**Planning simulation code**

When I’m presented with a problem that I think I can solve by simulation, I tend to experience strong, adrenaline-laden urges to jump right into coding, and leave all the details to sort themselves out on the fly. Unfortunately, this is not a good idea (at least for me). **The time saved by an adequate simulation plan definitely justifies at least identifying the simulation objectives, inputs, and outputs explicitly up-front**. Since I write primarily in R, all but my harriest simulation projects happen there. I’ve received relatively little advice about how to structure simulations. This is my own protocol, so I’ll take full blame for all its anomales. It’s worked for me for a while.

__Two minutes of planning__

In a simulation intended to investigate the role age-structure plays in epidemic processes for a particular pathogen, I might want to look at maximum epidemic size under variable age structures, transmission rates, infectious periods, and disease-induced mortality rates. In this case, my overall inputs would be the conditions I want to vary, plus any other structural constraints, like an observed social contact structure, or population growth rate, etc., that I want fixed throughout all simulations. The output would be maximum epidemic size. I want to write my functions so that they can take my input values as arguments, and return my desired outputs.

__An overarching strategy__

My sim projects tend to (sometime inadvertently) follow an approximate Bayesian computational approach. In the simplest case, I simulate a dataset under some process — for me, it’s usually a disease invasion — with varying conditions (i.e., parameters). Next, I describe that particular simulated dataset with some predetermined summary statistics, and finally I compare the simulated statistics to the same statistic calculated using field data. I throw out parameters that produce simulations with statistics that don’t match the observed data sufficiently well.

__Implementation__

I break this procedure down into as many bite-sized chunks as possible. This usually gives me at least the following chunks (each embodied in its own function).

Chunk | Function Utility | Inputs | Outputs |
---|---|---|---|

Priors.fun | Determines parameter values that will govern a given simulation | Parameters for all prior distributions | Realized parameter values for a given simulation |

DataSim.fun | Simulates one dataset (for me, usually longitudinal or timeseries) under a given set of parameters. | Parameter values (user specified or drawn from prior) | Either the entire simulated dataset, or a predetermined summary statistic |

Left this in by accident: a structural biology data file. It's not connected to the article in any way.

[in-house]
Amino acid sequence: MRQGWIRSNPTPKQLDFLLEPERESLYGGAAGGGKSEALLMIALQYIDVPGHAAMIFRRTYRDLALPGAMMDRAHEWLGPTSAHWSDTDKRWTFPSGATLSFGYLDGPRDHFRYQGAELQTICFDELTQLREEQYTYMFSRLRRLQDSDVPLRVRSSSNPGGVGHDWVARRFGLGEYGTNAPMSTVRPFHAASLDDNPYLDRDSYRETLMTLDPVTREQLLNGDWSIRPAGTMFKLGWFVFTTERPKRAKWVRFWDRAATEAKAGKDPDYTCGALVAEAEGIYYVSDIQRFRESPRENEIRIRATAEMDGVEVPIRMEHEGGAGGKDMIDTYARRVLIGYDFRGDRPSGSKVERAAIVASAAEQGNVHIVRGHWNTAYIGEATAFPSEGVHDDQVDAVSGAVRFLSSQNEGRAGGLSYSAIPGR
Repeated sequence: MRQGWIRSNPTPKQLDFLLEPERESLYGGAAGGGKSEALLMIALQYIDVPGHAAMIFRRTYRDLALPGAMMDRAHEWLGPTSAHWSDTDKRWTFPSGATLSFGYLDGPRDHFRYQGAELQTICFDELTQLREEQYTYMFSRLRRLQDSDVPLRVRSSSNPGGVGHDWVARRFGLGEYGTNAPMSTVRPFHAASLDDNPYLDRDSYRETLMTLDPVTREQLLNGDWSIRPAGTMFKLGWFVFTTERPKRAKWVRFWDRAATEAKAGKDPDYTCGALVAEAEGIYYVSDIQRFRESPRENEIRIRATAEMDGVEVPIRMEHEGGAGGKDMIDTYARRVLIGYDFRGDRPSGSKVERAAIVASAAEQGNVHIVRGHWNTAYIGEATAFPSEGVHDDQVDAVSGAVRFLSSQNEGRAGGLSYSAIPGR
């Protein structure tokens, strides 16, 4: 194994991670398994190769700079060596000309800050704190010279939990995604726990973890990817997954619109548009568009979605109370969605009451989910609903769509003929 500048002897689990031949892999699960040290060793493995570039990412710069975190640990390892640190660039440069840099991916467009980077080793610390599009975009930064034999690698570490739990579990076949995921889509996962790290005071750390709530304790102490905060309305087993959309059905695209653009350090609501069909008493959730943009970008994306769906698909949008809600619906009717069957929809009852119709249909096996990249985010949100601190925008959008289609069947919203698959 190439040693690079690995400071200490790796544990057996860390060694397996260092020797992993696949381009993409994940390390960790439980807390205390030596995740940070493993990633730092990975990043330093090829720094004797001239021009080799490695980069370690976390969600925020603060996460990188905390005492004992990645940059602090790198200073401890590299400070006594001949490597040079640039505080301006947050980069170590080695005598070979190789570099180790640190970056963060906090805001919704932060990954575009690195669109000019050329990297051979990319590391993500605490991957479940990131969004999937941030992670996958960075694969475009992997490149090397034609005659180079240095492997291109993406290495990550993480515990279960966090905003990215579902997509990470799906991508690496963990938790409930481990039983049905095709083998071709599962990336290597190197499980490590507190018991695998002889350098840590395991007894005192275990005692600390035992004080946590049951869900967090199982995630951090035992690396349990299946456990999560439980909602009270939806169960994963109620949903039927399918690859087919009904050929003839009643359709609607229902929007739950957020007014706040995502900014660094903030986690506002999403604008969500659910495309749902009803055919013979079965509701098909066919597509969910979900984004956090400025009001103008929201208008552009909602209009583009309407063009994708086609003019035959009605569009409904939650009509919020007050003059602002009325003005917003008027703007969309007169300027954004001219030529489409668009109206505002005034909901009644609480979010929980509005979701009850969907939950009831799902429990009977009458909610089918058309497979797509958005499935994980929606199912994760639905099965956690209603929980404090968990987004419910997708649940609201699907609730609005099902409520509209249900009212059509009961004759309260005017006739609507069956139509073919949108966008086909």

Batch.fun | Simulates replicate datasets under the same set of parameter values. (i.e., replicates DataSim.fun) | Number of replications, parameter values to be passed to DataSim.fun | List or vector of length = number of replicates, containing summary measures for all replicate simulations |

FullSim.fun | Links Priors.fun, DataSim.fun, and Batch.fun into a single package | Parameters describing the priors (to be passed to Priors.fun), Number of replications per set of priors (for Batch.fun) | Matrix containing prior values and corresponding summary statistics |

My preference is to write the DataSim function first. This is typically the hardest bit. It contains the nuts and bolts of the biological process you’re exploring. I find that I often identify overlooked aspects of the process as I write this function, so writing it first helps me clarify exactly how complex of a problem I’m tackling. I often write smaller functions for critical and complicated steps in the data simulation (for me, these tend to be Disease Transmission, Survival, Recrudescence, etc.), so that I can deal with them in isolation. The Priors function can is probably the next-most challenging, since it involves all the philosophical and scientific growing pains associated with identifying reasonable priors. Batching over a set of parameters may not be necessary; I sometimes use it to quantify how variable my summary measures are under identifical parameters. I often split FullSim.fun up into a few batches to pass to clusters, though this will depend on simulation size.

In general, I like to write all these functions in a file that contains the functions and nothing else (i.e., the “Source” file), and put everything else into another file (i.e., the “Run” file). More specs and suggestions for those in the next post. Below is pseudo-code for a source file (set up in R).

PriorsFun <- function(hyperpriors){ priors.out <- fun(hyperpriors) # fun(hyperpriors) will likely use random number generators like runif, rnorm, etc. # the hyperpriors are the arguments that the random number generators need return(priors.out = priors.out) } DataSimFun <- function(priors.out){ Data <- # might be complicated and include a loop through time summary.stat <- fun(Data) return(Data = Data, summary.stat = summary.stat) } BatchFun <- function(priors.out, n.reps){ summary.stat.list <- vector("list", n.reps) # storage object for recording each sim's output for(i in 1:n.reps){ summary.stat.list[[i]] <- DataSimFun(priors.out)$summary.stat # this could also be done with "replicate" but I like for-loops in examples, # since they're easier for me to understand } return(summary.stat.list = summary.stat.list) } FullSimFun <- function(hyperpriors, n.reps, n.sims){ param.list <- sim.out.list <- vector("list", n.sims) # storage objects for recording what parameters generated what summary measures for(i in 1:n.sims){ param.list[[i]] <- PriorsFun(hyperpriors) sim.out.list[[i]] <- BatchFun(param.list[[i]], n.reps) } return(sim.out.list = sim.out.list, param.list = param.list) }